The print works, to a degree, tells the story of the town – just see how many engravings are connected with, for example, hop growing or agricultural machinery, cider making, soft fruit or local societies and clubs. Tilley’s working day is punctuated by a fairly constant flow of visitors – some simply to see the works which have barely changed in more than fifty years, others come to collect or order printing. Most are known personally or come on recommendation via a regular customer. The day usually ends around 6pm, five days a week – so a normal week is over 50 hours. I’ve been visiting Tilley’s for over six years, but I knew, as most Ledbury folk know, of the print works because of “Tilley’s Almanac”. This local directory was produced by the press from 1878 to 1993, it was to be found, well thumbed in most households and businesses – a local bible. When Martin began his apprenticeship in 1963 there were four letterpress printing works in the town. Now Tilley’s, the only one left, finds its rarity a great advantage. ” Letterpress is sought after – as artwork with the obvious use of archaic type”, explains Martin, whose workload is peppered with ‘arty-stuff’ nowadays as well as formal stationery for business and domestic use.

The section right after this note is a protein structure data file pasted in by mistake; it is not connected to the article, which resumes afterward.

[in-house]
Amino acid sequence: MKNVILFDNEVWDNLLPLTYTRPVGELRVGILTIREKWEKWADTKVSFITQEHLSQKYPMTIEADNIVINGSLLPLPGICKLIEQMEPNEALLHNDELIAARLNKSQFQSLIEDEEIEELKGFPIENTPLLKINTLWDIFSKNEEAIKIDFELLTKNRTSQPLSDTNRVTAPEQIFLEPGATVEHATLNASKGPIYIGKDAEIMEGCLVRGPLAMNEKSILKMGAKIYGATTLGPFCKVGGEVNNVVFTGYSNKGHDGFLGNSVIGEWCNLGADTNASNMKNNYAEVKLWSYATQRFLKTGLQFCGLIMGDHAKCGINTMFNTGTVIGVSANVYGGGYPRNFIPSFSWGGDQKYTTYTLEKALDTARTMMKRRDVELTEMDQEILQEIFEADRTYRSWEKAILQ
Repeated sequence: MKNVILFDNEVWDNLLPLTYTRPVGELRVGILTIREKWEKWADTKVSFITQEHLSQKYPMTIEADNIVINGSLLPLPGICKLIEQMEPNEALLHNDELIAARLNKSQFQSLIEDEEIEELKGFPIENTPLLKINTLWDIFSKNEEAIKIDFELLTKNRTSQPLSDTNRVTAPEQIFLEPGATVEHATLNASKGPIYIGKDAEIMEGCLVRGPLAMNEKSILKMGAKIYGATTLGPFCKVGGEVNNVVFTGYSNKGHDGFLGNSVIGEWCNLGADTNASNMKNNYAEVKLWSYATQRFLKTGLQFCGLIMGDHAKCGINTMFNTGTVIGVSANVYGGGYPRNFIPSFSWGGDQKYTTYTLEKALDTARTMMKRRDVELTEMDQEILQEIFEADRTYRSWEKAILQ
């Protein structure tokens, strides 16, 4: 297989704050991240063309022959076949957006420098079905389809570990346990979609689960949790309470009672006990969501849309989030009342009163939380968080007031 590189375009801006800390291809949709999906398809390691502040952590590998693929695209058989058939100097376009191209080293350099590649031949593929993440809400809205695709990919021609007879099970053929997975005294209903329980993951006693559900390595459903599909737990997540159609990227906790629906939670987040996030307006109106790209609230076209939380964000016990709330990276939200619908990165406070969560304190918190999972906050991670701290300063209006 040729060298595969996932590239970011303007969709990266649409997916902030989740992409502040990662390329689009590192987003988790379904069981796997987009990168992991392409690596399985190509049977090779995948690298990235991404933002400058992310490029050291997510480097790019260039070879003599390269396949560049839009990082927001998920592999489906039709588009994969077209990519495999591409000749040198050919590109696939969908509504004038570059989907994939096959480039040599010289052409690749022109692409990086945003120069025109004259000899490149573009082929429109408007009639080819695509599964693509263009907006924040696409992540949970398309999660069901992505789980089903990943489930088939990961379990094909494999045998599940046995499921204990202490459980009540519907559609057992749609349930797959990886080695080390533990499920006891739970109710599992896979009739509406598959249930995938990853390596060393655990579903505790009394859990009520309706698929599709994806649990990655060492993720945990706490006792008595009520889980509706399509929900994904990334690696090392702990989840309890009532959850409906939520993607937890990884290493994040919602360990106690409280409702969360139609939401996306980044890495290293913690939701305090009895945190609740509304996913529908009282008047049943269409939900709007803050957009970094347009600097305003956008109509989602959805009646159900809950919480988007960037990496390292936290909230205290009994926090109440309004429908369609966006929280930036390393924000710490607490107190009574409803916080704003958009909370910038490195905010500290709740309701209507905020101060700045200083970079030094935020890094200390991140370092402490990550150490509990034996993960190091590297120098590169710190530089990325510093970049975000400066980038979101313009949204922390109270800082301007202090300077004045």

Large Type used on Tinsmiths’ Calendar 2013
Large type on wharfdale, printed example
Martin’s decision to train as a printer wasn’t exactly his first choice, ” I’d spent my childhood doing odd jobs on the farms around Ledbury – fruit-picking, pruning; I suppose I was romantic for those misty autumn days and thought I’d go farming but my Mum stopped me going on the farm, she could see how things were going – its all changed”. Miss Tilley inherited the works from her family who ran a number of enterprises in Ledbury from the middle of the 19th century. She always had an apprentice – someone who would spend five years indentured to the firm before moving on as a journeyman.
Compositor’s Room with draws and shelves of type.